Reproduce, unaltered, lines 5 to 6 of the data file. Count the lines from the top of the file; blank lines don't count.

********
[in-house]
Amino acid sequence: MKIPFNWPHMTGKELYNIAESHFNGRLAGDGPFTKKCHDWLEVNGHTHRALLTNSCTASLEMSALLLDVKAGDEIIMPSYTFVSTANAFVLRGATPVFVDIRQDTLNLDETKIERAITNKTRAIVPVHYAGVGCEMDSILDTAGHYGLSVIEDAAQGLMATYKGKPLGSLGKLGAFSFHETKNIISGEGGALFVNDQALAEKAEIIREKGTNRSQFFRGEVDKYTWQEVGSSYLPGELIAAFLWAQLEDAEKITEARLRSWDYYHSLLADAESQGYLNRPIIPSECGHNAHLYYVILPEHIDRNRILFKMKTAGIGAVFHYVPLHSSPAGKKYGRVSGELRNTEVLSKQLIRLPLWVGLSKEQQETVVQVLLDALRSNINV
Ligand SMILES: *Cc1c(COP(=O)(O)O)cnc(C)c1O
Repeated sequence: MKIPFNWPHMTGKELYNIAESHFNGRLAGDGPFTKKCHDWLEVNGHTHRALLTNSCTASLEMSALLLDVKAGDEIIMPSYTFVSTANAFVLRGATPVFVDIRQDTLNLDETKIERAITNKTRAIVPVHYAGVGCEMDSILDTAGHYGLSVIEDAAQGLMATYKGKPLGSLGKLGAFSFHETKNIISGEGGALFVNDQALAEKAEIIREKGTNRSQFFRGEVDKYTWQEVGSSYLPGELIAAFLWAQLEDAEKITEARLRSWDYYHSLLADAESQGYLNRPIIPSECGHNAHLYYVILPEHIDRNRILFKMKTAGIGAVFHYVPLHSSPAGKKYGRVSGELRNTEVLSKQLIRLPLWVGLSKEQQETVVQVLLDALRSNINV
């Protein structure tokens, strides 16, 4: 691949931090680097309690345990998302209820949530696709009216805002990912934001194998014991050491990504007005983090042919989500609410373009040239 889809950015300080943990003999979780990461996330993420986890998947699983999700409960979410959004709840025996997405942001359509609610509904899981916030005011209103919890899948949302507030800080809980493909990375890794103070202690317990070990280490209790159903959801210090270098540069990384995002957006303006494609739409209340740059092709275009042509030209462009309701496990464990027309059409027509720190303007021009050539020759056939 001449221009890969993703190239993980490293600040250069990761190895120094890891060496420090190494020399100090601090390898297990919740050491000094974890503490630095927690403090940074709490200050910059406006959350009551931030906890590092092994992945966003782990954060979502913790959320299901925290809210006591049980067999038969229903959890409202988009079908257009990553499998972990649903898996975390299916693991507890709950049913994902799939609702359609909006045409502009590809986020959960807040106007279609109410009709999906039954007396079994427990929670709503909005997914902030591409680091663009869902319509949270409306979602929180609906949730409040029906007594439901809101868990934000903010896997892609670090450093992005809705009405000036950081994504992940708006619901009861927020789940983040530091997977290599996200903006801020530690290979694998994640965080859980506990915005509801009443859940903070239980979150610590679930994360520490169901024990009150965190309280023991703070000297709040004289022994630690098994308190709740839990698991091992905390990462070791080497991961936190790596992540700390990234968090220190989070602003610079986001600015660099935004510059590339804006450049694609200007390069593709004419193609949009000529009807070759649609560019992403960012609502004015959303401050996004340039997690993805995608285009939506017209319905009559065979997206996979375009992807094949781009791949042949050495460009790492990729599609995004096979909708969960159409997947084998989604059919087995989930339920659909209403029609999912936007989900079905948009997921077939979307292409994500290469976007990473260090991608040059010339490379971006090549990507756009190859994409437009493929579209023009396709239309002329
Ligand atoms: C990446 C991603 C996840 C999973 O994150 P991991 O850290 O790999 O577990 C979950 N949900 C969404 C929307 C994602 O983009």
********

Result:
């Protein structure tokens, strides 16, 4: 691949931090680097309690345990998302209820949530696709009216805002990912934001194998014991050491990504007005983090042919989500609410373009040239 889809950015300080943990003999979780990461996330993420986890998947699983999700409960979410959004709840025996997405942001359509609610509904899981916030005011209103919890899948949302507030800080809980493909990375890794103070202690317990070990280490209790159903959801210090270098540069990384995002957006303006494609739409209340740059092709275009042509030209462009309701496990464990027309059409027509720190303007021009050539020759056939 001449221009890969993703190239993980490293600040250069990761190895120094890891060496420090190494020399100090601090390898297990919740050491000094974890503490630095927690403090940074709490200050910059406006959350009551931030906890590092092994992945966003782990954060979502913790959320299901925290809210006591049980067999038969229903959890409202988009079908257009990553499998972990649903898996975390299916693991507890709950049913994902799939609702359609909006045409502009590809986020959960807040106007279609109410009709999906039954007396079994427990929670709503909005997914902030591409680091663009869902319509949270409306979602929180609906949730409040029906007594439901809101868990934000903010896997892609670090450093992005809705009405000036950081994504992940708006619901009861927020789940983040530091997977290599996200903006801020530690290979694998994640965080859980506990915005509801009443859940903070239980979150610590679930994360520490169901024990009150965190309280023991703070000297709040004289022994630690098994308190709740839990698991091992905390990462070791080497991961936190790596992540700390990234968090220190989070602003610079986001600015660099935004510059590339804006450049694609200007390069593709004419193609949009000529009807070759649609560019992403960012609502004015959303401050996004340039997690993805995608285009939506017209319905009559065979997206996979375009992807094949781009791949042949050495460009790492990729599609995004096979909708969960159409997947084998989604059919087995989930339920659909209403029609999912936007989900079905948009997921077939979307292409994500290469976007990473260090991608040059010339490379971006090549990507756009190859994409437009493929579209023009396709239309002329
Ligand atoms: C990446 C991603 C996840 C999973 O994150 P991991 O850290 O790999 O577990 C979950 N949900 C969404 C929307 C994602 O983009």